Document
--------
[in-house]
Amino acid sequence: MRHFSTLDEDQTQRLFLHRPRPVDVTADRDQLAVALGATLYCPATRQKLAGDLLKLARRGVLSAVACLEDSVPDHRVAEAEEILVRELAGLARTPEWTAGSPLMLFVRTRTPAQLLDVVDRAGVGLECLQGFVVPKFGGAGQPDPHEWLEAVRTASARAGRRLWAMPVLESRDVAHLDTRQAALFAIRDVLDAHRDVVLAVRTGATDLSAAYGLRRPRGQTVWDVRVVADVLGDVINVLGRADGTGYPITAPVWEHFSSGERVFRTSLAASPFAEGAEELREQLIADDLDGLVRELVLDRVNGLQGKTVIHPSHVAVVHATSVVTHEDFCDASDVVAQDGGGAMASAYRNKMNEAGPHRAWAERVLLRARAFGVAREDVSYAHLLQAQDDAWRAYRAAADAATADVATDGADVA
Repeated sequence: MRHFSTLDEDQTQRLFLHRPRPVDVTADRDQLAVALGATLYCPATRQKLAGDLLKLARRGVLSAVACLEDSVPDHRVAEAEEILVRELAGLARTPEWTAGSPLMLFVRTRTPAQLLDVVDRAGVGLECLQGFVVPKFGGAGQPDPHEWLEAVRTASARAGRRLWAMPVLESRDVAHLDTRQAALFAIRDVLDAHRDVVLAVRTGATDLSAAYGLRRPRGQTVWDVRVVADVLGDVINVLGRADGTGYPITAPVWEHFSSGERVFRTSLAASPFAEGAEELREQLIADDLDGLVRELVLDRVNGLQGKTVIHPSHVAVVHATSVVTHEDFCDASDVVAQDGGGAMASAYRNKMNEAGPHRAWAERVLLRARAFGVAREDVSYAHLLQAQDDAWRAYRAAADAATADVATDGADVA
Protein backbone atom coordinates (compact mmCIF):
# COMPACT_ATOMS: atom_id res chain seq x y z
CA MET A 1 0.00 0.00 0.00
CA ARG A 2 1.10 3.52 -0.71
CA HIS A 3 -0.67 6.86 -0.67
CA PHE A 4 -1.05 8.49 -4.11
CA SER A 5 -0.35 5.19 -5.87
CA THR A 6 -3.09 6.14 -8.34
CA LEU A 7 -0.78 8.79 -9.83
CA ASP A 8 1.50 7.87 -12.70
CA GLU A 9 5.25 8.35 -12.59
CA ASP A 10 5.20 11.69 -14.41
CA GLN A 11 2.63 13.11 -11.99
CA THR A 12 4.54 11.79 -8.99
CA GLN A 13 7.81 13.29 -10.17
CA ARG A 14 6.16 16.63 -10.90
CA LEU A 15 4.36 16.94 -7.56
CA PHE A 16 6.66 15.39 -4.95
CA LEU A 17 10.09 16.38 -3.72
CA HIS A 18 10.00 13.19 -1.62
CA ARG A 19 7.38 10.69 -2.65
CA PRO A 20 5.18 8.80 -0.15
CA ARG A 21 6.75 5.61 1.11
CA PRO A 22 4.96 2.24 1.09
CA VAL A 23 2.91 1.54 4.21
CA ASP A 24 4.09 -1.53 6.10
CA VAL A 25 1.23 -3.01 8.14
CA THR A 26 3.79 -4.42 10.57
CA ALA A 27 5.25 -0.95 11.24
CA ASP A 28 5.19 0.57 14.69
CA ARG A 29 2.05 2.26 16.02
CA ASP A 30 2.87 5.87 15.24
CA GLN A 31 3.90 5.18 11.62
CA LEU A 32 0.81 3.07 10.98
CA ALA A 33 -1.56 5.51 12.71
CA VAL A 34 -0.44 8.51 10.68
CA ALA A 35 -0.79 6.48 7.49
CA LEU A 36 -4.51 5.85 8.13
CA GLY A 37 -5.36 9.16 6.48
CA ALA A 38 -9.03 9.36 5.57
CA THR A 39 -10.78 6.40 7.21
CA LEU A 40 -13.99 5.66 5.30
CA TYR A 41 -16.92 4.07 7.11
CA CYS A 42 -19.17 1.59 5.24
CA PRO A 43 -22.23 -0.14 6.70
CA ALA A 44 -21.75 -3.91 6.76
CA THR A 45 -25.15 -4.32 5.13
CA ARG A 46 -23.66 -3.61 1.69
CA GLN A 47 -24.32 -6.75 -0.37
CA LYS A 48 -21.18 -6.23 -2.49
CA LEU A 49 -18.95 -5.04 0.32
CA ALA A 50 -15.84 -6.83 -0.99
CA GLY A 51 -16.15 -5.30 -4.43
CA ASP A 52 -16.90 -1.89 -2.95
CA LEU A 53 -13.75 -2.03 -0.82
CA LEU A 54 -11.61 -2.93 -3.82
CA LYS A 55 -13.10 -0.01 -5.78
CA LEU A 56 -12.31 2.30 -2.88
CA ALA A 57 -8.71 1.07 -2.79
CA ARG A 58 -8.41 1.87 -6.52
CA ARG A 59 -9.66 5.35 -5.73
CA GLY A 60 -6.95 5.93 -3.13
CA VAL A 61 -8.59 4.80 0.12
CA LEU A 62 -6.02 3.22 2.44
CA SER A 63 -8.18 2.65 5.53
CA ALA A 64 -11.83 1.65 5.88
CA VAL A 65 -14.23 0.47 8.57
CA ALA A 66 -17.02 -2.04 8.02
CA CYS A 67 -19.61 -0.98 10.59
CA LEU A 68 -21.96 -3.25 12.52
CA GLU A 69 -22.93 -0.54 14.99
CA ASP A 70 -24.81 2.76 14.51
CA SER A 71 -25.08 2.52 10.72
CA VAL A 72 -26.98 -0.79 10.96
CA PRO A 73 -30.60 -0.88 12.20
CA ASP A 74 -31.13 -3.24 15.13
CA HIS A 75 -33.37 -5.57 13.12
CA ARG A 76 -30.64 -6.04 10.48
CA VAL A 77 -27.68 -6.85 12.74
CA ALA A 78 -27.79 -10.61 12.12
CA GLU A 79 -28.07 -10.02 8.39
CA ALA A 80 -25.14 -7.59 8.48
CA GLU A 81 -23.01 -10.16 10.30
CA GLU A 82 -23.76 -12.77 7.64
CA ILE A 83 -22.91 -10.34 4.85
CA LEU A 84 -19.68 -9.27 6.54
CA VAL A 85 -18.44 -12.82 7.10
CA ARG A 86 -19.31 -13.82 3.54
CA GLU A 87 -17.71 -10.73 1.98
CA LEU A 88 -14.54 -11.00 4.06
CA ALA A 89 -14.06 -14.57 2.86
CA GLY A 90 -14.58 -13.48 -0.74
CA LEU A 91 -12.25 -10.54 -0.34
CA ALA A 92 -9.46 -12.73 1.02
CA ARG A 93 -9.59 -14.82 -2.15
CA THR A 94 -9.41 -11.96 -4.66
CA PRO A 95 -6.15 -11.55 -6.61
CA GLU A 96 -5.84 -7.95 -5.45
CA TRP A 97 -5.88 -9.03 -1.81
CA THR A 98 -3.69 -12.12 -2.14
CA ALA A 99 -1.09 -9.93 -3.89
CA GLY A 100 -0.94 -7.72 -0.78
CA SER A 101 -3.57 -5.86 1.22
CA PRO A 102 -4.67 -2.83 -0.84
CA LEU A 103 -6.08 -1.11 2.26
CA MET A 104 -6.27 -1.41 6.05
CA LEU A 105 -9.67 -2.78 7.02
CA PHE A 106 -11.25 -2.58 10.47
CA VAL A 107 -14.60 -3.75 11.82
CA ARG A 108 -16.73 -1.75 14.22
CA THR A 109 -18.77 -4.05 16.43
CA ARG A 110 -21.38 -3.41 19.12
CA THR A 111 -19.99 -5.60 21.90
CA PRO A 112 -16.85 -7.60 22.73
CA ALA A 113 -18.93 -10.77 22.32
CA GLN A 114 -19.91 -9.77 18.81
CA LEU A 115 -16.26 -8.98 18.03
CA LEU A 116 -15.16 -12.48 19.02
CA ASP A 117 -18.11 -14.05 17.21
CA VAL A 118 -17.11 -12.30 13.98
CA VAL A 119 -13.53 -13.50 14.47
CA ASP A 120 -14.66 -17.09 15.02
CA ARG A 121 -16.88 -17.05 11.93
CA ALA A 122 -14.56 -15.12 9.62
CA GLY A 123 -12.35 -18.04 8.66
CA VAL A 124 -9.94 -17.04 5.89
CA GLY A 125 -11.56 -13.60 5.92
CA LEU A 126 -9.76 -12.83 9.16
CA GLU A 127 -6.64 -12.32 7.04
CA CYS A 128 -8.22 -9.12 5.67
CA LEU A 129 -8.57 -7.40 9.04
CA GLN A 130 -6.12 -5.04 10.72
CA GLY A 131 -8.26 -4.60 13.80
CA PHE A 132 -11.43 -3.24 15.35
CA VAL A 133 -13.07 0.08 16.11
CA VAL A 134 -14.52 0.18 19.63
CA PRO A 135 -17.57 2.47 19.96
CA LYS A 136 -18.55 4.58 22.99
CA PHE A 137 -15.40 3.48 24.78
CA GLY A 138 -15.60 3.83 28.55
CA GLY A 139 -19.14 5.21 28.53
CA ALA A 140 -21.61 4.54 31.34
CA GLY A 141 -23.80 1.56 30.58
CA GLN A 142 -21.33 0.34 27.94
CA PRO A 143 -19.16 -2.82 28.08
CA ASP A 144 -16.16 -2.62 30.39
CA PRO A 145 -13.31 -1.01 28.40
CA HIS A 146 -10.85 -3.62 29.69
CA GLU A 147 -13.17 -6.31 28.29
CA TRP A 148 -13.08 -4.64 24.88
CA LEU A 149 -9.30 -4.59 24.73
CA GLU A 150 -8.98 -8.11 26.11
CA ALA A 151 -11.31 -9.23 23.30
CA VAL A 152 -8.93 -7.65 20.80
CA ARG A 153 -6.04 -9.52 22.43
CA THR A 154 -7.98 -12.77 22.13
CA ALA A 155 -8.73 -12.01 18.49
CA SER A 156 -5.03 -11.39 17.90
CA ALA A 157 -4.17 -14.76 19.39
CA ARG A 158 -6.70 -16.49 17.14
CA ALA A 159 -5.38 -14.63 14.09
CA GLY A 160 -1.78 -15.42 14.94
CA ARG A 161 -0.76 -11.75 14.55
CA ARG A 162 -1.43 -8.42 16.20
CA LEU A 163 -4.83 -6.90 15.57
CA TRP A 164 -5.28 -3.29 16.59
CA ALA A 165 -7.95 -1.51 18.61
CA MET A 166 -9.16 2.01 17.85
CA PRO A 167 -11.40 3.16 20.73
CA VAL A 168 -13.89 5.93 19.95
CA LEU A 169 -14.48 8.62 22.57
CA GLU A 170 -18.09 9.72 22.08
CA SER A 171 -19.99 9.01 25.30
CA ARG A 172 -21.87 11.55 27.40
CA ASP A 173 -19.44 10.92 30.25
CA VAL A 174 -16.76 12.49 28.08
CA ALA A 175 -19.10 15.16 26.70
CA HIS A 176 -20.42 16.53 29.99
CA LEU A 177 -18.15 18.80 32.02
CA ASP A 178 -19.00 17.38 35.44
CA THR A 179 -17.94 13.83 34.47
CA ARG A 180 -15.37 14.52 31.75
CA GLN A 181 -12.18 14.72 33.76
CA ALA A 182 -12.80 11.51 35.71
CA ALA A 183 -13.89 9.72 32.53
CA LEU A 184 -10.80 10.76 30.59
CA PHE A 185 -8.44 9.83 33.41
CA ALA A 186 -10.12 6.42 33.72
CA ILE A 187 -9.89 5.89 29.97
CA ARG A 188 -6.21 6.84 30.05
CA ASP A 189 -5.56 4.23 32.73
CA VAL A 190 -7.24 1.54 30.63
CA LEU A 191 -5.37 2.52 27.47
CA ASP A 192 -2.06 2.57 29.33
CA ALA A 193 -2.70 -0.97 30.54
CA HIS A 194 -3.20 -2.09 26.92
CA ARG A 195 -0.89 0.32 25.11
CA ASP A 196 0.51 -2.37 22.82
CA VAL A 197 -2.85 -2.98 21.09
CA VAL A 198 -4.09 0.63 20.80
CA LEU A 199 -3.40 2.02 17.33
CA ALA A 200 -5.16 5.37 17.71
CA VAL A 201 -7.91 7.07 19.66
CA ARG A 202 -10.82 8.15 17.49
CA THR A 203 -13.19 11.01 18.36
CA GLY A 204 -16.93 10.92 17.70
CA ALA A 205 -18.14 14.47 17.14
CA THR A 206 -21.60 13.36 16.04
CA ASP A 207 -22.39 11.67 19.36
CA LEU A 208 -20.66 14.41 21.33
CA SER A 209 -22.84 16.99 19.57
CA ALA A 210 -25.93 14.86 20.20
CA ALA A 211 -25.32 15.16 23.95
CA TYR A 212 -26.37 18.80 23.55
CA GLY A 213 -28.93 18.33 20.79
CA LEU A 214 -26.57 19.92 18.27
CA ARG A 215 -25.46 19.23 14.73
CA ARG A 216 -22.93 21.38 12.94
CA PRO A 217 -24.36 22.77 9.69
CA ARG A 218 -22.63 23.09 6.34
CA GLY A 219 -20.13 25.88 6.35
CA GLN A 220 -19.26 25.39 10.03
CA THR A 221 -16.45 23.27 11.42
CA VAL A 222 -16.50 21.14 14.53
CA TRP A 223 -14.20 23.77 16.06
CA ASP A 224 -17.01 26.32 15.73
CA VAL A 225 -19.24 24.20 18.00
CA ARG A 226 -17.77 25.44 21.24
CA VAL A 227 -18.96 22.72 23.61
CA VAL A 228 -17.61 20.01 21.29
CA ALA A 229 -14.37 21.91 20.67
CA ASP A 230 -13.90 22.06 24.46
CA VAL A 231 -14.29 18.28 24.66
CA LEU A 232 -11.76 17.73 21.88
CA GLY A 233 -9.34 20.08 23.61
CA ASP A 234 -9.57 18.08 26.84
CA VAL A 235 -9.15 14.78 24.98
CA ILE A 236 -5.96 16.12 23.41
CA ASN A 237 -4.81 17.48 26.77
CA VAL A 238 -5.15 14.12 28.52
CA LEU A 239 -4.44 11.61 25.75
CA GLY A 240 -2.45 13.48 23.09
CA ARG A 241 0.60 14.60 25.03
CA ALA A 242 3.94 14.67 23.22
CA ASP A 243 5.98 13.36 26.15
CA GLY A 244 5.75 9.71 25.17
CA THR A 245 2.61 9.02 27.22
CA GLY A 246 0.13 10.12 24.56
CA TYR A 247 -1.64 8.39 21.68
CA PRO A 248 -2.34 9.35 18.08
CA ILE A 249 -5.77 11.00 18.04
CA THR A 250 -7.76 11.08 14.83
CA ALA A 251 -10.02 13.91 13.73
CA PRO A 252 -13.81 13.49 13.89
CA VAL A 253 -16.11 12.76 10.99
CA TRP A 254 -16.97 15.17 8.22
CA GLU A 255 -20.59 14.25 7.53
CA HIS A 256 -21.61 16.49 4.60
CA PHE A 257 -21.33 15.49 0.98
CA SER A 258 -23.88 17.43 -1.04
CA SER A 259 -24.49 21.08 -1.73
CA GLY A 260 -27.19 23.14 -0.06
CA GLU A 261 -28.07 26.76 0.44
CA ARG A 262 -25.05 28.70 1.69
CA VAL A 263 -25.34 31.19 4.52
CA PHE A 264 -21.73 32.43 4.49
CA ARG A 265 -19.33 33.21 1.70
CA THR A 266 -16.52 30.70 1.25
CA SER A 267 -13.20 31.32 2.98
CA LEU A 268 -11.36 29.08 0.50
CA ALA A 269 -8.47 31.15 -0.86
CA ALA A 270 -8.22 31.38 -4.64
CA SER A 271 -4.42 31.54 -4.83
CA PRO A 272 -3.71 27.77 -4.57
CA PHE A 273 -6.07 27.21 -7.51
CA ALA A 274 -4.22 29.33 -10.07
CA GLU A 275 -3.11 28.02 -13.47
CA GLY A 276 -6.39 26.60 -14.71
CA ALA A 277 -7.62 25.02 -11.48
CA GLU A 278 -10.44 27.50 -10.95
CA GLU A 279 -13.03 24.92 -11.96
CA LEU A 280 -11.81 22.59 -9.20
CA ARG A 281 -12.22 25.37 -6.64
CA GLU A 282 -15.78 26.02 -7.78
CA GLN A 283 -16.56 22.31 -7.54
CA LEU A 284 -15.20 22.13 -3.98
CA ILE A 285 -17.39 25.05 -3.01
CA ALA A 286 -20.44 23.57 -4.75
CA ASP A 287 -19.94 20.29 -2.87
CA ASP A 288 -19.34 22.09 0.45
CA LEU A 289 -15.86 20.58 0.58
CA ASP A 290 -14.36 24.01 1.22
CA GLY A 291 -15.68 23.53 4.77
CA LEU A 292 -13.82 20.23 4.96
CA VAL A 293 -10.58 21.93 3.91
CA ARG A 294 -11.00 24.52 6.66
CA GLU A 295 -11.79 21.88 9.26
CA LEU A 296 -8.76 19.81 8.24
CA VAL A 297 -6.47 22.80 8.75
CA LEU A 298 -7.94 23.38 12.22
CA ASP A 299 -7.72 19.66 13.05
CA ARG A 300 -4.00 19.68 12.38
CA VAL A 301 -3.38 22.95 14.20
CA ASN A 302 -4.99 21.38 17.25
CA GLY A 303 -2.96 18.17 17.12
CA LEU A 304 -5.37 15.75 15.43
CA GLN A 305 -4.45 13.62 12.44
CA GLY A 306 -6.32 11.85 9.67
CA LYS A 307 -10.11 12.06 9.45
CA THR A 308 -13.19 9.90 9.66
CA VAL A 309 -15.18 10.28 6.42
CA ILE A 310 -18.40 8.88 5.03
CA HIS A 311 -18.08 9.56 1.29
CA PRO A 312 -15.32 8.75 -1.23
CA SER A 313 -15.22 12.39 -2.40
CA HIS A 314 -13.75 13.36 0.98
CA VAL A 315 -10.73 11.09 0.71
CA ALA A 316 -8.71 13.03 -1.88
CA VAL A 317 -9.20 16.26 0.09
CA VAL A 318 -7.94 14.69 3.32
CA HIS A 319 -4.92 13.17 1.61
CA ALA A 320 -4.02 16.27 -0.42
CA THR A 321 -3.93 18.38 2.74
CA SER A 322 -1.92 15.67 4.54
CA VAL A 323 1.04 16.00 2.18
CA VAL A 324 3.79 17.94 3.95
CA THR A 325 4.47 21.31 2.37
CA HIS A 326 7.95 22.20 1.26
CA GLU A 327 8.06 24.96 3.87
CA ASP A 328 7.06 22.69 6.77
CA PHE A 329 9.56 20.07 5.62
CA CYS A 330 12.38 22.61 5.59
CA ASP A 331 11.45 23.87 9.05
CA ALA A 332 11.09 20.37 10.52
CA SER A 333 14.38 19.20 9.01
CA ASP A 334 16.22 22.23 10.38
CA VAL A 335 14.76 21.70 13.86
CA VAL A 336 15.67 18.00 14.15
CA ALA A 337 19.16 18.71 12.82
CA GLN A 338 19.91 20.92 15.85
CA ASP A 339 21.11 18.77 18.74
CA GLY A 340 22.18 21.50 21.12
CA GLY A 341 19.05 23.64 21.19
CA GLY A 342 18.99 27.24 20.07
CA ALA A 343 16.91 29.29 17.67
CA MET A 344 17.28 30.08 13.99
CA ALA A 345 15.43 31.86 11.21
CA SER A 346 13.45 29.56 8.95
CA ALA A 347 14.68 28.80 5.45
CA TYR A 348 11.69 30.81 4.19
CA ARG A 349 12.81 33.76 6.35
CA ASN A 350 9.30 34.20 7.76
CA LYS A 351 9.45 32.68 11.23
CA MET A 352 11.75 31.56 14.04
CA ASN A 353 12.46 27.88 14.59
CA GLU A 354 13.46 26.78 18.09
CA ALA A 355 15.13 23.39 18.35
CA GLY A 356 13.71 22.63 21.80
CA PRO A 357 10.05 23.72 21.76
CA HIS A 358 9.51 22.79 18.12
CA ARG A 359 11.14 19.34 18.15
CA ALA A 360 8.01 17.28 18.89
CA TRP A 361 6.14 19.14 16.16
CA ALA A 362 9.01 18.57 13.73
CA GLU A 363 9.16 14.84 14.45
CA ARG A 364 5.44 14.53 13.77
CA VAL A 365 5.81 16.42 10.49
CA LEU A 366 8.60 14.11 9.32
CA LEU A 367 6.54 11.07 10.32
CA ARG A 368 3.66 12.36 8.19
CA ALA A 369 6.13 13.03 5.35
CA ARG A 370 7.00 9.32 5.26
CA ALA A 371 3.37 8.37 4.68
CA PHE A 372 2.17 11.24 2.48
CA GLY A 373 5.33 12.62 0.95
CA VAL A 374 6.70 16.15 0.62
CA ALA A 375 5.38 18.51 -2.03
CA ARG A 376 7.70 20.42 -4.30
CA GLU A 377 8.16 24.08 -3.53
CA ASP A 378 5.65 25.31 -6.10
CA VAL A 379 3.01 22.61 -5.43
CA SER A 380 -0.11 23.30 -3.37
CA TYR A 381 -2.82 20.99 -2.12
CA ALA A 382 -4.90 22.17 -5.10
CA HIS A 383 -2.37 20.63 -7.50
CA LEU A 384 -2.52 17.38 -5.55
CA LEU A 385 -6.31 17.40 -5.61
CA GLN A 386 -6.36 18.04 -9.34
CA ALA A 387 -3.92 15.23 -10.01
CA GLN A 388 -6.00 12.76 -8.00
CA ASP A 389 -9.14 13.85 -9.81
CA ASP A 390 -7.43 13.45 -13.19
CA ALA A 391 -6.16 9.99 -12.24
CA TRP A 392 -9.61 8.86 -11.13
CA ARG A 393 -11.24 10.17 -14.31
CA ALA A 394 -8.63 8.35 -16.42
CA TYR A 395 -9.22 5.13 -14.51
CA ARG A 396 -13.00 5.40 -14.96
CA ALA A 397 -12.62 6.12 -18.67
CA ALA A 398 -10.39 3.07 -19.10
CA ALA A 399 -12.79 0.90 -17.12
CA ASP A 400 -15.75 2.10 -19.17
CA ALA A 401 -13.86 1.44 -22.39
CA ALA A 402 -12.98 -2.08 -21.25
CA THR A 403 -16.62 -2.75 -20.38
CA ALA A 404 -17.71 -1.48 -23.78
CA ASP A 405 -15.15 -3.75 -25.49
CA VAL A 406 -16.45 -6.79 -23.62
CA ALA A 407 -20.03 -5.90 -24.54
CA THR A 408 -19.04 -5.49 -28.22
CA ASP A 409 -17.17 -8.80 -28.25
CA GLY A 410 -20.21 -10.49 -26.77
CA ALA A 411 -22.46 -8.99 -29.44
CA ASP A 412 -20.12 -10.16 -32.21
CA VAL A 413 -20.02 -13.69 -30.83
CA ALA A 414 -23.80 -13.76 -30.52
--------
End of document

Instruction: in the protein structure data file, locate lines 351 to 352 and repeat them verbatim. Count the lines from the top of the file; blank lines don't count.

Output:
CA SER A 346 13.45 29.56 8.95
CA ALA A 347 14.68 28.80 5.45